They turned this information into a somewhat useful website called “what will they learn” grading each college on their 7 courses. Twenty-two colleges make the A-list. Like the above, they arrive at the ” The grade is based on a detailed examination of the latest publicly-available online course catalogs at the time of review.” Which is to say, they do not review the course syllabus, nor student surveys.  Bates gets an F at What Will They Learn and is singled out in the report as singles out Bates for some vitrol:

“The unwillingness to establish reasonable core requirements has also corrupted major programs.  At Bates College, for example, there is no general education requirement for American history and there is not even a requirement for history majors to take such a course. Majors must take two courses from either East Asia or Latin America, however. It appears the faculty understands how shoddy these requirements are, since they add the warning on the history department site: “Students considering graduate study in history are advised to undertake some course work in U.S. and modern European history to prepare for the Graduate Record Examination.” Adding to the irony, the history department notes that intermediate-level competency in a foreign language “is a bare minimum for graduate work in history,” but neither the general education requirements nor the departmental requirements embrace foreign language. Sadly, the omission of American history from major requirements is not uncommon—it can be seen at Amherst and at Bowdoin, among other places.”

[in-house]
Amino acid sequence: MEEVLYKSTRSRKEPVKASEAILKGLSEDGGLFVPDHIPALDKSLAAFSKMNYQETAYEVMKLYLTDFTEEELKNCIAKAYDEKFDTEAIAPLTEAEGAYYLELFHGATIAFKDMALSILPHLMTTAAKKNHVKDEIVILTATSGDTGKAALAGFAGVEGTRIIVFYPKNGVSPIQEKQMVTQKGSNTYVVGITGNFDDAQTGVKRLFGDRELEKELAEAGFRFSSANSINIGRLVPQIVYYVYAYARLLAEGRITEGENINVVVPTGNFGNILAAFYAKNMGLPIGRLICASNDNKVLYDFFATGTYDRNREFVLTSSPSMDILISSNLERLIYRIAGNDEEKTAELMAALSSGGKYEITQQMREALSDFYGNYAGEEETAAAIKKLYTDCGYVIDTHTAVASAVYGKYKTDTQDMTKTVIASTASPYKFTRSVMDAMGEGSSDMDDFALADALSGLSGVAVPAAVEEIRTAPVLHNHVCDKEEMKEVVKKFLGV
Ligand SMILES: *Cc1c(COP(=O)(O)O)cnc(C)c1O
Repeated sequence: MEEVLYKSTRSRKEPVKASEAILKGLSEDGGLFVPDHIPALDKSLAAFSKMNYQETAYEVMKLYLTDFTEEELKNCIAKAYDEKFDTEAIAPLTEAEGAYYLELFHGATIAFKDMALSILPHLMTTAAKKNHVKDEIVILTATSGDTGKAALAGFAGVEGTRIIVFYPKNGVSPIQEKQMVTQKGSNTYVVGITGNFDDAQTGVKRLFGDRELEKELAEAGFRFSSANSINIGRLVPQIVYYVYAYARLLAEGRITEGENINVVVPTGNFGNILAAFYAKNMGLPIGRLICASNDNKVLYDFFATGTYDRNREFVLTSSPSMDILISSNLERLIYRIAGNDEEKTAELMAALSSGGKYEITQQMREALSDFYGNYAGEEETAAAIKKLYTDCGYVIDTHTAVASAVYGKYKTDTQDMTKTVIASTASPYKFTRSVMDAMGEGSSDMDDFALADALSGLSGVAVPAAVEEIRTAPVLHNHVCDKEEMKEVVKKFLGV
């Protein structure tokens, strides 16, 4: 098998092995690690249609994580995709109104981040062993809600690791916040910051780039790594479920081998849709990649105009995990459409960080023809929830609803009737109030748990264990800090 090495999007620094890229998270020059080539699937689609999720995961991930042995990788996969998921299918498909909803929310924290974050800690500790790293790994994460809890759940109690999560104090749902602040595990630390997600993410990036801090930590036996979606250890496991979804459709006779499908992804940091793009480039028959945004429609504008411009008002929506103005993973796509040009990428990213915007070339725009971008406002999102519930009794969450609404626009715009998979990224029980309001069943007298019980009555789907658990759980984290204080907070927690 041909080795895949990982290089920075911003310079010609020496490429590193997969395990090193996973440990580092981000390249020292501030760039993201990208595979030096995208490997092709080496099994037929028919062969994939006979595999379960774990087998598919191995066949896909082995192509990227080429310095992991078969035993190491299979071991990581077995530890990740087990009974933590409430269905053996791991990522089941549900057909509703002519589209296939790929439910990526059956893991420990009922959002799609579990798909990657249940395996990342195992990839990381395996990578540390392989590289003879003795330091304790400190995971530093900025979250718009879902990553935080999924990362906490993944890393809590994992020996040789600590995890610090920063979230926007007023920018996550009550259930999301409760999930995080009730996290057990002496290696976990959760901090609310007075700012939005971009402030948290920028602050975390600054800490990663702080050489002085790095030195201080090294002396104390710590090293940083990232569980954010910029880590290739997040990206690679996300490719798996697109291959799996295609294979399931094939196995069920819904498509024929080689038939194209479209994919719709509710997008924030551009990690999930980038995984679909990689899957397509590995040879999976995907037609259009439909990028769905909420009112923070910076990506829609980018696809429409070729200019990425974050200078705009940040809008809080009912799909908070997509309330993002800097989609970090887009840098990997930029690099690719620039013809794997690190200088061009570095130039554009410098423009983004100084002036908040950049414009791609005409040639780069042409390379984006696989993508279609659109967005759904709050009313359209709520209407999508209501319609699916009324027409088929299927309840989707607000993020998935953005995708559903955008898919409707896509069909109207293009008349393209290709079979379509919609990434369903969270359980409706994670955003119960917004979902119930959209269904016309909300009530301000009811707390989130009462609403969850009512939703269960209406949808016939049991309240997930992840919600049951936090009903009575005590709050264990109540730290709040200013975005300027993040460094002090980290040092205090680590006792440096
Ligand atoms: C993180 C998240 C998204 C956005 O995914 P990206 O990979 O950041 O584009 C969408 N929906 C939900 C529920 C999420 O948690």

Who cares that Bates offers over 50 courses in their History departments since they do not require students to actually take a US History Course. So what if most of those to AP US History in high school. What does it matter if they require every student to write a senior thesis? Indeed Bates gates an F on writing in spite of the fact that they hold it central to their make up”

Bates believes that writing and critical thinking are inseparable. That’s why we emphasize the importance of writing as a means of learning across the four years—from the First-Year Seminar to the Senior Thesis.  All Bates graduates will have taken three writing-attentive courses: the W1, W2, and W3.